Doing this daily may prevent divorce

This article was updated on August 23, 2021

“When we get too caught up in the busyness of the world, we lose connection with one another – and ourselves.”

This quote penned by Jack Kornfield, author and Buddhist practitioner, urges us in our elusive, ever-changing world to remain mindful of our loved ones and our shared surroundings.

A psychological study even shines a light on the benefits gleaned from mindfulness meditation practices used in couples counseling sessions! I suggest you take some notes before you end up sleeping on the couch tonight.

The case study

Julianne McGill, Ph.D. and other psychological experts in the field explored the benefits of a mindfulness approach when it comes down to communication and counseling between couples. This abstract was published in the Journal of Social and Personal Relationships. McGill goes deeper into what the study entails here,

“Broadly, mindfulness is conceptualized as “the awareness that emerges through paying attention on purpose, in the present moment, and non-judgmentally to the unfolding experience moment by moment” (Kabat-Zinn, 2003, p. 145). Based on this definition, there are multiple components involved in mindfulness and its practice. Baer and col- leagues (2006) delineated five mindfulness facets—nonreactivity to inner experience, observing thoughts/feelings, acting with awareness, describing with words, and non- judging of experience. This opened the door to the possibility of exploring the relative influence of specific facets of mindfulness on individual and relational functioning.”

What is mindfulness exactly?

Look, I used to chuckle at the granola-esque, woo-woo based argument in support of practicing mindfulness in your day-to-day life. I no longer scoff at the folks with meditation applications on their iPhones since several studies show enormous benefits for couples practicing mindfulness in their relationships! David Ludden Ph.D. breaks down what it means to be mindful next.

“Mindfulness is rooted in Buddhist and Hindu teachings. Buddhism includes a journey toward enlightenment, and the concept of “sati,”—which encompasses attention, awareness, and being present—is considered the first step toward enlightenment. The term was roughly translated from the ancient language Pali into the term ‘mindfulness.’”

How can remaining mindful improve your relationship?

An article in Psychology Today claims mindfulness can lead to better overall interpersonal and sexual satisfaction. Once you break down the basics of what mindfulness entails it makes perfect sense. If you’re more in tune with your partner’s needs you can learn to anticipate what they’d like or require from you before they even ask.

“By acting with awareness, we mean that we turn off the autopilot and act intentionally instead. Especially at crucial moments in our relationship with our partner, whether that be having an argument or having sex, we need to act purposefully rather than being driven by our impulses, which so often lead us astray. When we act with awareness, we carefully choose our behaviors with a specific goal in mind.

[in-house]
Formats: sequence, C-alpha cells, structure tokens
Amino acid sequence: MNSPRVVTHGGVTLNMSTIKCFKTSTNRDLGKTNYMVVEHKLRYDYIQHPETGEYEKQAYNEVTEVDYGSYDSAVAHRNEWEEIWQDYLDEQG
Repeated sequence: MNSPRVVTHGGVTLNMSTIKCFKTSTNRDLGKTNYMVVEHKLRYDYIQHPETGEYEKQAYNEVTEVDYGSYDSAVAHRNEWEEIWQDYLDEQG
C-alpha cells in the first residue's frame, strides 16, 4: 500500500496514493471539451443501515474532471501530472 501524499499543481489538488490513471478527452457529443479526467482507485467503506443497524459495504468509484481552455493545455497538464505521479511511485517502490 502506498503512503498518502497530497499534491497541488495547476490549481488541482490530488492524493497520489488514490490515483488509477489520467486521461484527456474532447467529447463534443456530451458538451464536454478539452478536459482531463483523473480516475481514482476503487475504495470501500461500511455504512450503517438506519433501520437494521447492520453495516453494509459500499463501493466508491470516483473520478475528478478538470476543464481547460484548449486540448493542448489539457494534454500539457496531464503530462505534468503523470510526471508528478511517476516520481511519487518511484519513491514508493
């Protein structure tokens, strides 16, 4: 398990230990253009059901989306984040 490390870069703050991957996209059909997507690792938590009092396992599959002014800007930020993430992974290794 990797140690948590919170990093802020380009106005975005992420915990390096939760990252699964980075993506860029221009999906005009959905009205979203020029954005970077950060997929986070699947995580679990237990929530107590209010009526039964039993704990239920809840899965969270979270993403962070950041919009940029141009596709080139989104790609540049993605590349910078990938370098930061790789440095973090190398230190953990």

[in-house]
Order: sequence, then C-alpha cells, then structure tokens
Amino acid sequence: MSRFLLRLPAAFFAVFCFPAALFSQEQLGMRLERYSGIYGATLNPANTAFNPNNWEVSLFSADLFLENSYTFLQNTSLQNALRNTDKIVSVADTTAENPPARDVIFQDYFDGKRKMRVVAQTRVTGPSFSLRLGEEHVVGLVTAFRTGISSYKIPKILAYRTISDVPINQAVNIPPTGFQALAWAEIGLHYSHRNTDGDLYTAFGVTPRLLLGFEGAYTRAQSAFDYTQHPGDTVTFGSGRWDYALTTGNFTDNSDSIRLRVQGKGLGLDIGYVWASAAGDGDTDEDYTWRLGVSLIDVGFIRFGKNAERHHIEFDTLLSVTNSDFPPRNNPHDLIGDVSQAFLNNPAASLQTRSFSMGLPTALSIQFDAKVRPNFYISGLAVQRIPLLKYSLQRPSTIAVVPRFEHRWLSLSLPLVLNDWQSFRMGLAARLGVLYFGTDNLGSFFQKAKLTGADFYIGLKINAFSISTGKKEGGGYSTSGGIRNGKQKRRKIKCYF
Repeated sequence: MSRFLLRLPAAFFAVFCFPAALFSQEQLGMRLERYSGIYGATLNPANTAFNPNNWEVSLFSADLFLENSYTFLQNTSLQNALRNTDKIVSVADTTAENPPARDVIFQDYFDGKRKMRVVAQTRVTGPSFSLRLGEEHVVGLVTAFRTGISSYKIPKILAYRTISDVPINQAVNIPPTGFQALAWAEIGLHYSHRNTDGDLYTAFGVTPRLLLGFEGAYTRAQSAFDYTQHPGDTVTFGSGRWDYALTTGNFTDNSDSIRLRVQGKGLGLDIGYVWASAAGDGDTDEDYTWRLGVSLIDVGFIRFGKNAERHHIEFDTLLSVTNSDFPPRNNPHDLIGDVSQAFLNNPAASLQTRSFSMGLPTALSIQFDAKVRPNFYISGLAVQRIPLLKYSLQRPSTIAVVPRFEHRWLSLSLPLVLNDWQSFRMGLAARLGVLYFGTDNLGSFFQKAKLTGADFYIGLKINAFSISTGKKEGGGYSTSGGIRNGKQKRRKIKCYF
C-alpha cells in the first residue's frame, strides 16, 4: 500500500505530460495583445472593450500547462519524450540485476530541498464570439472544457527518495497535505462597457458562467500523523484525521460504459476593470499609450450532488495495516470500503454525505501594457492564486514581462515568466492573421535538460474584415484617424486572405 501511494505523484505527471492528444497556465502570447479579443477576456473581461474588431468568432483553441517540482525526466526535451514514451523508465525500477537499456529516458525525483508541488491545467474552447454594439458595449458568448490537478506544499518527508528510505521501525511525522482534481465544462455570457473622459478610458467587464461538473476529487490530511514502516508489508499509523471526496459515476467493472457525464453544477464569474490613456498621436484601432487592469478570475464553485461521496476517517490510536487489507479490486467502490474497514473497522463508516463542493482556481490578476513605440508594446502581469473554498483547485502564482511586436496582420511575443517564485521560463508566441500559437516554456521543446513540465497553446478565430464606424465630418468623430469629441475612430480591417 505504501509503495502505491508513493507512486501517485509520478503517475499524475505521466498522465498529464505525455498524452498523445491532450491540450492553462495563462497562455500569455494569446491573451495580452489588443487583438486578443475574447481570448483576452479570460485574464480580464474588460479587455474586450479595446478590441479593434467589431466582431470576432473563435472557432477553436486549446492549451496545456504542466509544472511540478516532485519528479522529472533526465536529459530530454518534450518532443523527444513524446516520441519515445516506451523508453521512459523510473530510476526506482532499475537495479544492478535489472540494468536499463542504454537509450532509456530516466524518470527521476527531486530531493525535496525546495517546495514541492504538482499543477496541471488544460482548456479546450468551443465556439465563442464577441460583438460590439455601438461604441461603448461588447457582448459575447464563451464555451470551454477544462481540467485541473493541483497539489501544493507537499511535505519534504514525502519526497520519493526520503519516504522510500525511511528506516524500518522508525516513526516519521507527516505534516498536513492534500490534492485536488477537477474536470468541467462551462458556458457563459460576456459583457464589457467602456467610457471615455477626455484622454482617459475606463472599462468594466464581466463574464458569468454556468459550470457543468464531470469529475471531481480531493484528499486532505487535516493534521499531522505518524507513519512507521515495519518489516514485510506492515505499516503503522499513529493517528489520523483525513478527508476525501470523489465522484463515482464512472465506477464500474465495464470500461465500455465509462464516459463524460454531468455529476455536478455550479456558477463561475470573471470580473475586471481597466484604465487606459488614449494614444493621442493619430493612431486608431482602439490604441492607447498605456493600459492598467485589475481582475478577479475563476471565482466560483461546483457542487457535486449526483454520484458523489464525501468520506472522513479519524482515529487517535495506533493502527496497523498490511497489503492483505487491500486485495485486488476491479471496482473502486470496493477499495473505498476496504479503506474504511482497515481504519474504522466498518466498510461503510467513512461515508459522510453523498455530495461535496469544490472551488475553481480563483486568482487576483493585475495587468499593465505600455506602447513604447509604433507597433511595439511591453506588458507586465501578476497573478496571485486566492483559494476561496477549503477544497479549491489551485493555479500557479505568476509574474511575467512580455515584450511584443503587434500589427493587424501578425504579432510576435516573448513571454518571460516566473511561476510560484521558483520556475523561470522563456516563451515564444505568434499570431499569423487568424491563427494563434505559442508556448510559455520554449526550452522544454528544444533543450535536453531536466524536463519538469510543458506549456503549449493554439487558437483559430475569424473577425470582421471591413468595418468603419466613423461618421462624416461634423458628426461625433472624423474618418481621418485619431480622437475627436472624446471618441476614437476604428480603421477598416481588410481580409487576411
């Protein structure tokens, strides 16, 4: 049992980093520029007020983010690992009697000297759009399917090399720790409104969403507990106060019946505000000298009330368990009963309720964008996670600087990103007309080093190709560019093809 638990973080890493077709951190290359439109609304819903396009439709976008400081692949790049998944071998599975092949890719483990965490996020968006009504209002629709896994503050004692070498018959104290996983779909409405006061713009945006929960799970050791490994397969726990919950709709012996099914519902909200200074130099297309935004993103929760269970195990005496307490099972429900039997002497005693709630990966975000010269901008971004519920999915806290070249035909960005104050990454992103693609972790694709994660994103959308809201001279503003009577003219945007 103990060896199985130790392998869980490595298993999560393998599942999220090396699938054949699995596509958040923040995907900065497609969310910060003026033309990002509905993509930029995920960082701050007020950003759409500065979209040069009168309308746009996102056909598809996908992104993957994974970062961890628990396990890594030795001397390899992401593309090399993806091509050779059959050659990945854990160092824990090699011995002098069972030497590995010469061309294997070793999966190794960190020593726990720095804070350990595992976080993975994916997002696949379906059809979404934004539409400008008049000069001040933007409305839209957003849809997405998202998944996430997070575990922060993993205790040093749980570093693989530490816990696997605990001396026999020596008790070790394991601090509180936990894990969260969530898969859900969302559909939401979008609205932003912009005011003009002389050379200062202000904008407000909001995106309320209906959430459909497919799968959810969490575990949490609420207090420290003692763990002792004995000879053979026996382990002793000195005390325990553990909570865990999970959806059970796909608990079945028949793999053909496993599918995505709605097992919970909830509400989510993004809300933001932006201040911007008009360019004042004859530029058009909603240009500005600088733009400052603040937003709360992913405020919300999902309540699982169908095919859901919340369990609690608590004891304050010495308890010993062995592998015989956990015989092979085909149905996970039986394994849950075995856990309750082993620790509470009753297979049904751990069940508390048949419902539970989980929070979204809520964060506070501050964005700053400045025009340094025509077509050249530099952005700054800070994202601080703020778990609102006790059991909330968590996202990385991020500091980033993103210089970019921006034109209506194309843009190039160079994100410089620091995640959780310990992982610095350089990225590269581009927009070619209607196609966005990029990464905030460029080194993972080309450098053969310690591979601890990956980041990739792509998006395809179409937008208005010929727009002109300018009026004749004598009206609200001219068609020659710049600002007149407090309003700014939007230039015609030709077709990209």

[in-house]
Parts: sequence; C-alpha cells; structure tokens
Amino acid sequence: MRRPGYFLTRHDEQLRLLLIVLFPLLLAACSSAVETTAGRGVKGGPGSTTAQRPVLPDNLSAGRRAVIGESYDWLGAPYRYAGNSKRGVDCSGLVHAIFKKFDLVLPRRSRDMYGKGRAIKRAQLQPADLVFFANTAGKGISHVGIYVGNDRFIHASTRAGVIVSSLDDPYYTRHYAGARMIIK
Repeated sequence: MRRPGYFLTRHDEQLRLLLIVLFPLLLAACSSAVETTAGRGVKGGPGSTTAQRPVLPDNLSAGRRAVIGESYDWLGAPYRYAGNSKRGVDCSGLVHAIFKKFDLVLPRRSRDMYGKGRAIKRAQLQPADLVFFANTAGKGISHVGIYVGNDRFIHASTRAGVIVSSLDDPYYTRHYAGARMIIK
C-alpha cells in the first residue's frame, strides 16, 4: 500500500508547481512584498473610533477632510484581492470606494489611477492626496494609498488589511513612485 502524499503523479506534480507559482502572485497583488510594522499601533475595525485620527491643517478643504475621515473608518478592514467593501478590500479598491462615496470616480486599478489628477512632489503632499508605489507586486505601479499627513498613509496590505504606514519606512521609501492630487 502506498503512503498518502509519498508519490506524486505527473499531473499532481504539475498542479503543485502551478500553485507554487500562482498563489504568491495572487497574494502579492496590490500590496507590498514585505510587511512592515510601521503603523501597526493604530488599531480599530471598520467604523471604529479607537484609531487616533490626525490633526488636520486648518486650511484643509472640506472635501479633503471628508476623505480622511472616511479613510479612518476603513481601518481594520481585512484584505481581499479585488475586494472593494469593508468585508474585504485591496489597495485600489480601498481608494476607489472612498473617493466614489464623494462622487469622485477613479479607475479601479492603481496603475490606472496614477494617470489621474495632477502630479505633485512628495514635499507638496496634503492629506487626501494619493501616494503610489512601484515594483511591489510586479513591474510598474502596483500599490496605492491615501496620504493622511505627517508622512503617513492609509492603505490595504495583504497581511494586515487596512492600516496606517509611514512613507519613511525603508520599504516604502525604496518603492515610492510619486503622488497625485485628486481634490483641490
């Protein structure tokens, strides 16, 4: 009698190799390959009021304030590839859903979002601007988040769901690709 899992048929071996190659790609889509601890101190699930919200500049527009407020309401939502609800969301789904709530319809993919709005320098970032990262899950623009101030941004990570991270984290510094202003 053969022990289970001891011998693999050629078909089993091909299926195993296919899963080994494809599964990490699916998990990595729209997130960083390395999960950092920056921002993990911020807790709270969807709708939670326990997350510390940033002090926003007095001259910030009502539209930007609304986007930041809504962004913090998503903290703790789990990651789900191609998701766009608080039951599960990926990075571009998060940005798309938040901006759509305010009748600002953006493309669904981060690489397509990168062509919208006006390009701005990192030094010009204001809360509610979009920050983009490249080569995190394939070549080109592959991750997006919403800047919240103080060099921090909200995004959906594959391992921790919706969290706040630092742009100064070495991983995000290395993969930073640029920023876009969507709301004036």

For this study, the researchers recruited over 800 heterosexual couples who each individually agreed to take a survey intended to assess levels of mindfulness, including both non-reactivity to inner experience and acting with awareness. The participants also responded to questions about their current levels of stress, perceived relationship quality, and sexual satisfaction. The researchers then analyzed the data to see how mindfulness and stress are related to satisfaction with each partner’s relationship and sex life.”

What conclusions were drawn after the study?

Researchers discovered some similarities between men and women when it came down to being mindful of the other in the bedroom and overall in their relationship. Here’s what they found to be true:

  • Non-reactivity to inner experience may relieve stress and improve the quality of a relationship
  • Acting with awareness was not the most important thing in relation to the quality of a long-term relationship
  • Personal stressors only individually impacted a man or a woman’s sexual satisfaction
  • Non-reactivity to inner experience directly impacts men’s sexual performance
  • Conversely, women reported higher sexual satisfaction when acting with awareness
  • Men acting with awareness had a positive correlation with women’s overall sexual satisfaction in that they too benefit from their partners acting with awareness

The takeaways

McGill wraps up the conclusions of this study best with this quote,

“Although they play different roles, the twin aspects of mindfulness—non-reactivity to inner experience and acting with awareness—are important components of relational and sexual satisfaction. As the findings from this study show, acting mindfully not only improves your own happiness, it can also influence your partner’s happiness as well.”

In conclusion, being mindful of your actions and your partner’s needs is paramount. Especially during this stressful year we could all benefit from taking a breath, checking in with ourselves and our loved ones and doing something thoughtful or kind. The foundation for your relationship will be stronger than ever, trust me.